There are ornamental trees and bonsais everywhere in Vietnam, and it’s got me and Eric excited (yes, let’s be honest, excited) about growing one ourselves when we come home. 

Bonsai competition in Hue, Vietnam  

We also saw some odd things… 

 A monkey pulling a rickshaw 

And two girls asked to pose for a photo with our bike. There was a lot of giggling and screaming. (Resisting urge to say “And that was just Eric”.)

 Trying out our tandem 

The next day we went to see the Forbidden City, which is Hué’s old centre. Hué was the capital city of Vietnam from 1802 until 1945, and is the city closest to the border between the north and the south of Vietnam. 

Here’s some of the outside walls.

 Hue's Forbidden City  
Hue's Forbidden City 

One of the most notorious battles of the Vietnam War was held in Hué. We were looking out for bullet holes which are said to still be visible in the walls.

Bullet holes? 

 Hue's Forbidden City 
Hué was also subject to a terrible massacre. During the North Vietnamese Army’s occupation they tortured and murdered between 2,800 – 7000 citizens that they deemed to be “rebels”. Grim. 

During our visit to the Forbidden City we learned about the reign of the Nguyen dynasty (1802 – 1945) and what daily life was like for the emperors of Vietnam. 

 Hue's Forbidden City  
Hue's Forbidden City 

They were cooked between 30-50 dishes for lunch each day, had nine levels of wives, and in the afternoon were given a “shortlist” of suggested concubines, which they would then pick from for that night. So you see, they were just regular people like you and me.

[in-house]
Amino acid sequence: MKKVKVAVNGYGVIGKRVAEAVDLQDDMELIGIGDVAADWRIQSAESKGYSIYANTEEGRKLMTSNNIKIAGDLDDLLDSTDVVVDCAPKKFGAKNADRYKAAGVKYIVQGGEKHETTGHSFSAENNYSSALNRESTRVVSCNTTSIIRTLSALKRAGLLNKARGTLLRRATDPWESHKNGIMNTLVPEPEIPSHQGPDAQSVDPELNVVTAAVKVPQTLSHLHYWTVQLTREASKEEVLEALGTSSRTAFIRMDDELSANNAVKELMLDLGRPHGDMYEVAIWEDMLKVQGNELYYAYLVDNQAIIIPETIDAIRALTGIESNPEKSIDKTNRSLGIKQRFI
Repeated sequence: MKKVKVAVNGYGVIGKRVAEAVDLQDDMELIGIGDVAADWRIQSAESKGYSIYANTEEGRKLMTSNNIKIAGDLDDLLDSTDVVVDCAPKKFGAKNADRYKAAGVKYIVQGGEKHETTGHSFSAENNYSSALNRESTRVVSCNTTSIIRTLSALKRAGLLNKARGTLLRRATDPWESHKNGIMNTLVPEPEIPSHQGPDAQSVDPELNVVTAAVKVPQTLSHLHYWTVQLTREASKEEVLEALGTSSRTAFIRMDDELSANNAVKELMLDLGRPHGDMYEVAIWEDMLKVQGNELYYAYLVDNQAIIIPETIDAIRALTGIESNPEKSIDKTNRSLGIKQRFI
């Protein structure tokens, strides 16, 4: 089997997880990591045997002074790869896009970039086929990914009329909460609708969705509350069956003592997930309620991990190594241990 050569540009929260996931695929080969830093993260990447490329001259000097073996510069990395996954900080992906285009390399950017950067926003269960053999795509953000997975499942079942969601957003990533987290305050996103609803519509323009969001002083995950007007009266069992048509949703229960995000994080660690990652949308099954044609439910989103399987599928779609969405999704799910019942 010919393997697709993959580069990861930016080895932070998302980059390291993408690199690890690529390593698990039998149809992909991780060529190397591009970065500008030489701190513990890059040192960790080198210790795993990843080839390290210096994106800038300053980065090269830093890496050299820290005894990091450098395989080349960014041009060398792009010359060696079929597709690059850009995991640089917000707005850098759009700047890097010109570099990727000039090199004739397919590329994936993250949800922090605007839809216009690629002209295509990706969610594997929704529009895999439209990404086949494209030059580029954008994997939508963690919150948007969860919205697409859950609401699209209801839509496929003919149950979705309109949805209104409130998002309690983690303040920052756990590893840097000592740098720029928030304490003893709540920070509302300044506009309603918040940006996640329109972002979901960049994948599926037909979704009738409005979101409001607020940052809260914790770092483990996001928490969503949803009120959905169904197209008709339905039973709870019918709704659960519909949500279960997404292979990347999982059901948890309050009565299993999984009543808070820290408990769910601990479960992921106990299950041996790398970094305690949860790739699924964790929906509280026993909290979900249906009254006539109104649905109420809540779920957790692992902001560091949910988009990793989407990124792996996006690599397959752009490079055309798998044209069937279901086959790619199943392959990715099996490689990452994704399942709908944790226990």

Hue's Forbidden City  
Hue's Forbidden City 

The place wasn’t as pretty as the tombs we saw, but the history was interesting. 

 Hue's Forbidden City  
Hue's Forbidden City  Hue's Forbidden City 

Afterwards we went to find what was apparently the best pagoda – Chua Dieu De. We stopped off at a temple first.

 Chua Dieu De, Hue 

There was a swastika made of of flowers in pots. 

 Chua Dieu De, Hue 

Then we went off in search of this pagoda, and spent quite a while wandering our way through the tiny, charming back streets. It was quite fun. 

 The streets of Hue 

After getting a bit lost, we finally realised that the temple we had visited was the pagoda! I had always thought pagodas were… you know… pagoda-shaped, so I was a bit confused about that. 

While we were in Hué we visited a few excellent restaurants. Hué has its own unique cuisine, so we made sure to try some. 

We had bo bun Hué on a street corner – a tasty noodle dish.

 Bo Bun Hue 
The soup is slightly sour, with the added ingredient of pig’s blood. 

Cafe on Thu Wheels did the best breakfast omelettes. (Poor Eric, I am always taking pictures of him when he is trying to eat things.)

  

Next door, the Family Run Restaurant had lovely staff and delicious food, and round the corner Ganesh served up an awesome Indian. 

We also ate a lot of biscuits, and developed quite the rapport with the lady at the corner shop. 

Last job of the day was to get out the bike and fit our new, questionably-attained tyre, as well as cleaning off all the crusted-on mud. We also replaced our inner tube, which had deflated sometime in the last day or two (not surprising considering how the split tyre would have contorted its shape) so we have now officially had one puncture. During our six months in Europe we had fourteen. One is fine. 

Next we’re heading south for Hôi An and a sandy beach. May the sunshine long continue…